Full Text Available Individual differences in initial sensitivity to ethanol are strongly related to the heritable risk of alcoholism in humans. To elucidate key molecular networks that modulate ethanol sensitivity we performed the first systems genetics analysis of ethanol-responsive gene expression in brain regions of the mesocorticolimbic reward circuit (prefrontal cortex, nucleus accumbens, and ventral midbrain across a highly diverse family of 27 isogenic mouse strains (BXD panel before and after treatment with ethanol.Acute ethanol altered the expression of ~2,750 genes in one or more regions and 400 transcripts were jointly modulated in all three. Ethanol-responsive gene networks were extracted with a powerful graph theoretical method that efficiently summarized ethanol's effects. These networks correlated with acute behavioral responses to ethanol and other drugs of abuse. As predicted, networks were heavily populated by genes controlling synaptic transmission and neuroplasticity. Several of the most densely interconnected network hubs, including Kcnma1 and Gsk3β, are known to influence behavioral or physiological responses to ethanol, validating our overall approach. Other major hub genes like Grm3, Pten and Nrg3 represent novel targets of ethanol effects. Networks were under strong genetic control by variants that we mapped to a small number of chromosomal loci. Using a novel combination of genetic, bioinformatic and network-based approaches, we identified high priority cis-regulatory candidate genes, including Scn1b, Gria1, Sncb and Nell2.The ethanol-responsive gene networks identified here represent a previously uncharacterized intermediate phenotype between DNA variation and ethanol sensitivity in mice. Networks involved in synaptic transmission were strongly regulated by ethanol and could contribute to behavioral plasticity seen with chronic ethanol. Our novel finding that hub genes and a small number of loci exert major influence over the ethanol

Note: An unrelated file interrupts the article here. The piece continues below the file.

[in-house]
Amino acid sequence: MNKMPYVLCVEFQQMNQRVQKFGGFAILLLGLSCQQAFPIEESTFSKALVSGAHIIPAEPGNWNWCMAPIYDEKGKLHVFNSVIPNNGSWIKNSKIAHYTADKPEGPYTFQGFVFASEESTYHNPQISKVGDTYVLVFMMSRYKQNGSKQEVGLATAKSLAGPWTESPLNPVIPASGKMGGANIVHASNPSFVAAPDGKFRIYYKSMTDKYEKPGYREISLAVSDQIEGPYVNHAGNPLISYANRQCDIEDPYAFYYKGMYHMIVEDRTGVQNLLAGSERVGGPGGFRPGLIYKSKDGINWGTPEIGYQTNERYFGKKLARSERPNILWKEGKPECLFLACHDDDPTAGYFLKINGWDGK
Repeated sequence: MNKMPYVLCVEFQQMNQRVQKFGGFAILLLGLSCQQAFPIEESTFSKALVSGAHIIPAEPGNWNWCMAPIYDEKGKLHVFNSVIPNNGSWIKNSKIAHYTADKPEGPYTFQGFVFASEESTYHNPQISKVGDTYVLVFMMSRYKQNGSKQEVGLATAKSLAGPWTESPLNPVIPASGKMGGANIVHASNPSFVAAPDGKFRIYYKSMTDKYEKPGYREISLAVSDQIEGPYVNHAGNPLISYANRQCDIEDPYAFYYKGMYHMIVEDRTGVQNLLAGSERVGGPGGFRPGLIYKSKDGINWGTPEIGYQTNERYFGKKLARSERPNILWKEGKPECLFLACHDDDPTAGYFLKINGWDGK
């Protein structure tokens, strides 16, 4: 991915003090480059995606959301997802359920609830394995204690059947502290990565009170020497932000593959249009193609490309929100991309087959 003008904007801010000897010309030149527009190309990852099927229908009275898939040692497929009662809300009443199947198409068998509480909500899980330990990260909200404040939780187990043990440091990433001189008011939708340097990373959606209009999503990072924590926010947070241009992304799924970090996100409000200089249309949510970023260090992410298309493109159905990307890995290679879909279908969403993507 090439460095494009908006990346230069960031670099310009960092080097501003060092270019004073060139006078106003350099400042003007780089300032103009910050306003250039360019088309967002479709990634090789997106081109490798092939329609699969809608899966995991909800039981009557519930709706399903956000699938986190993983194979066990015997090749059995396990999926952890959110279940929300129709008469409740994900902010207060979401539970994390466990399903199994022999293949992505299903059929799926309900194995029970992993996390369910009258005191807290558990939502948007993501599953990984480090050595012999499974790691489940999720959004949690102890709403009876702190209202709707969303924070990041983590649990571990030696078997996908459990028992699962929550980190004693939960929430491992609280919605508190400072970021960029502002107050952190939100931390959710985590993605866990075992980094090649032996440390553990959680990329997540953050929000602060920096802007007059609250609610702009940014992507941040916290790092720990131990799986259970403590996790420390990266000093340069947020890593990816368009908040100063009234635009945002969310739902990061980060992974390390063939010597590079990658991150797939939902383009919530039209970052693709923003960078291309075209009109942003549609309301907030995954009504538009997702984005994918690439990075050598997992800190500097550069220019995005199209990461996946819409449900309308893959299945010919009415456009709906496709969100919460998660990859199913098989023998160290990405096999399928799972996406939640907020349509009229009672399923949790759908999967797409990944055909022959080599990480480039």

4. Characterizing individual differences in reward sensitivity from the brain networks involved in response inhibition.